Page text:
Vaudeville returns in Hot Mikado

Vaudeville returns in Hot Mikado

By Edith McCauley, Theater Critic

In 1937, two African-American adaptations of Gilbert and Sullivan’s The Mikado played on Broadway. The Swing Mikado originated in the Federal Theatre Project in Chicago and was choreographed by Sammy Dyer. Mike Todd produced Hot Mikado, starring tap legend Bill “Bojangles” Robinson. Later playing at the 1939 World’s Fair in New York, it ran two more years.

Artistic Director David H. Bell, while in his third season at Ford’s Theatre in Washington, D.C., decided to stage Hot Mikado. Much of the original material could not be found, so he literally rewrote the show. With Rob Bowman writing the score, Hot Mikado became a multi ethnic vaudeville extravaganza.

Costumed in the zoot suits of the ’40s, the dancers perform with the energy and verve of the old days at the Savoy in Harlem. Elaborate hairdos and brilliantly colored dresses, enhanced with obis and Asian brocade, the women become part geisha and part Andrews Sisters.

Ross Lehman, as Ko-Ko, garbed in pegged pants and a pork pie hat, uses every device to get a laugh. His routine with Katisha (Felicia Fields) goes on and on until she finally breaks up completely. A personification of Jerry Lewis, he even uses the same vocal inflections. Recreating the “Bojangles” role as The Mikado, Ted. L. Levy taps on every surface available. His training began in Chicago with Finis Henderson II, Master Tap Dancer and former manager of Sammy Davis. As he and Fields took their bows, shouts of appreciation came from the house.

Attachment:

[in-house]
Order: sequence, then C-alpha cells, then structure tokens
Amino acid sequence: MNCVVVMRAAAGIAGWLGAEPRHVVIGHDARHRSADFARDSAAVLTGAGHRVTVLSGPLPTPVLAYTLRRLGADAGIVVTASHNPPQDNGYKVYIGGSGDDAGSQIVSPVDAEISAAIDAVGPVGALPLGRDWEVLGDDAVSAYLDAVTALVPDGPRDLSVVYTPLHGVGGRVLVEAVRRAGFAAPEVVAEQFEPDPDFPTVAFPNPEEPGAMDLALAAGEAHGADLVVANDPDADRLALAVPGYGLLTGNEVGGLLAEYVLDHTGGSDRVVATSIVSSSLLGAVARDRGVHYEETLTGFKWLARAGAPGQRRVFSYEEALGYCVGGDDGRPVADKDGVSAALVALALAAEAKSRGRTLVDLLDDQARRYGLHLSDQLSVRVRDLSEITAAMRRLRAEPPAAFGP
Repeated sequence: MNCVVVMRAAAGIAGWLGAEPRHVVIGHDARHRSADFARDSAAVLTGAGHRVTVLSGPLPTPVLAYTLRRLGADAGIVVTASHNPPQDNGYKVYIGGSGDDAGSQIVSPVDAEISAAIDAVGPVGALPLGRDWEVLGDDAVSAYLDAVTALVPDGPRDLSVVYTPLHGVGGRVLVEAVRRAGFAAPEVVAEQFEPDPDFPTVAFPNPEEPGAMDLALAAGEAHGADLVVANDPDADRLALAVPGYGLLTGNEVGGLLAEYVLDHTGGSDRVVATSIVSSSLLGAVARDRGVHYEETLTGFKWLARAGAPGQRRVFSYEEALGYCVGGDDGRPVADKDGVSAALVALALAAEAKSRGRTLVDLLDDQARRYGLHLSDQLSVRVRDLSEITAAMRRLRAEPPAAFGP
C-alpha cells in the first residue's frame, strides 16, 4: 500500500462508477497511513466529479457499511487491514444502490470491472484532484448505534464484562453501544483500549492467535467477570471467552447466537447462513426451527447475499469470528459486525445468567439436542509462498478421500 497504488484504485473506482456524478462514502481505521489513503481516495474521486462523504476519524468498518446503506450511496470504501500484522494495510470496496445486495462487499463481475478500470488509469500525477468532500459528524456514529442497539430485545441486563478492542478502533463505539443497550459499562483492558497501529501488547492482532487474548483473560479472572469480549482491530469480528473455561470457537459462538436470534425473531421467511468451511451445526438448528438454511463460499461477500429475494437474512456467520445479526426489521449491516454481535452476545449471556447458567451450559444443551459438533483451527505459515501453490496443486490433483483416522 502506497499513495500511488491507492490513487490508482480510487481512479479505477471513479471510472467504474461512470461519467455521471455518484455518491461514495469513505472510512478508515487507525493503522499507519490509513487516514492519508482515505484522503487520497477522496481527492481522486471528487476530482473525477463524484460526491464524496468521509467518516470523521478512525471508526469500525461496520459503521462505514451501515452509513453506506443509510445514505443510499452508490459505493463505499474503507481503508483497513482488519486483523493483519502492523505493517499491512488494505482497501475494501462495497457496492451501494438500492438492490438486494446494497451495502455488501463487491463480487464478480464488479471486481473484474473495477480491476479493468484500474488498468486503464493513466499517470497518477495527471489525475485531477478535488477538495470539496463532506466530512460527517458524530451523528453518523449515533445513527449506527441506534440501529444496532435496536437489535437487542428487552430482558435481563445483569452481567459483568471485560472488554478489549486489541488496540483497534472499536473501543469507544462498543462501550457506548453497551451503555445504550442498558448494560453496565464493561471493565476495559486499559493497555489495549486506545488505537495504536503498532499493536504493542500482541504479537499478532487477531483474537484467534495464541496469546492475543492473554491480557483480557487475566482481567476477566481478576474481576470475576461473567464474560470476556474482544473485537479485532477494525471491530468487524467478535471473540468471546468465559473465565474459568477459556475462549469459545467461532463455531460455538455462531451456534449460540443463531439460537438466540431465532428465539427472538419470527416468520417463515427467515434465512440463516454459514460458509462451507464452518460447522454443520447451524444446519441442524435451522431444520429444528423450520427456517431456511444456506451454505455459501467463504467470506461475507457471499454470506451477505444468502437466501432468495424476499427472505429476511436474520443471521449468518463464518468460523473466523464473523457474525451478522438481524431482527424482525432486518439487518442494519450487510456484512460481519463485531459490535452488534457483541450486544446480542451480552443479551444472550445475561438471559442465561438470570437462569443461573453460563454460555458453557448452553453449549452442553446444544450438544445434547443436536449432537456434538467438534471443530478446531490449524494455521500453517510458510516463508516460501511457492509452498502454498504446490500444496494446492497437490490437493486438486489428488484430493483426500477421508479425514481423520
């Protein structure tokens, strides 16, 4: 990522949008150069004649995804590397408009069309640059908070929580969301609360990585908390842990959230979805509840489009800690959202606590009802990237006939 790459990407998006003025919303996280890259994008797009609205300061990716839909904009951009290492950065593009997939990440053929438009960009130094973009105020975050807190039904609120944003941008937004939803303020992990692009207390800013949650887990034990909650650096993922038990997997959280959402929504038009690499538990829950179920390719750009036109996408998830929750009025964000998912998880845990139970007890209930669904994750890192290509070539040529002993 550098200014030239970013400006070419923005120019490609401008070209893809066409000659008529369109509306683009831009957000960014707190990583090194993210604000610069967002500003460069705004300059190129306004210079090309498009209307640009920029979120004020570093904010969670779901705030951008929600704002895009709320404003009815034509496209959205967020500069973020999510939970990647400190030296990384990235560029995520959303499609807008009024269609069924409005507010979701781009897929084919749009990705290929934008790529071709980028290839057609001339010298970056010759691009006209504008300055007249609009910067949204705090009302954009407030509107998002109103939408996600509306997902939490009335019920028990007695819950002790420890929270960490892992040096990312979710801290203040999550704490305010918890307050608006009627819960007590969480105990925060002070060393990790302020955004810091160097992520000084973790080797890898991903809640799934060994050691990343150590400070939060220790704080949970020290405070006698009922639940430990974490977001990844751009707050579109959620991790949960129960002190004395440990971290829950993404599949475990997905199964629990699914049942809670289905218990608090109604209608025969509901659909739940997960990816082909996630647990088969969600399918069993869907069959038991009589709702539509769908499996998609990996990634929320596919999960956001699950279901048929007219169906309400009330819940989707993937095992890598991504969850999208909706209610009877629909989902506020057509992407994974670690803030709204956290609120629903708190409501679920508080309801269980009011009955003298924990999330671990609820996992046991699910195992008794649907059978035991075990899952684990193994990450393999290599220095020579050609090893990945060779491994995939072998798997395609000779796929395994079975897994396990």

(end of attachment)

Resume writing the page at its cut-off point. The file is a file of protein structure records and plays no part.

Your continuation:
Vaudeville, exaggeration in every sense of the word, brings back the days remembered by many with a feeling of security. Our world today produces anxiety, and the past seems better than it really was. Marriott, with nearly 40,000 subscribers, has a budget envied by every other company. It enables them to mount shows seldom seen outside Las Vegas.

Playing through June 29, Hot Mikado tickets can be purchased through the box office, (847) 634-0200. On Wednesday and Sunday matinees and Sunday evening performances, students and seniors receive $5 off full ticket price. We spent the night at the hotel, and with supper after the show, it became a mini vacation.

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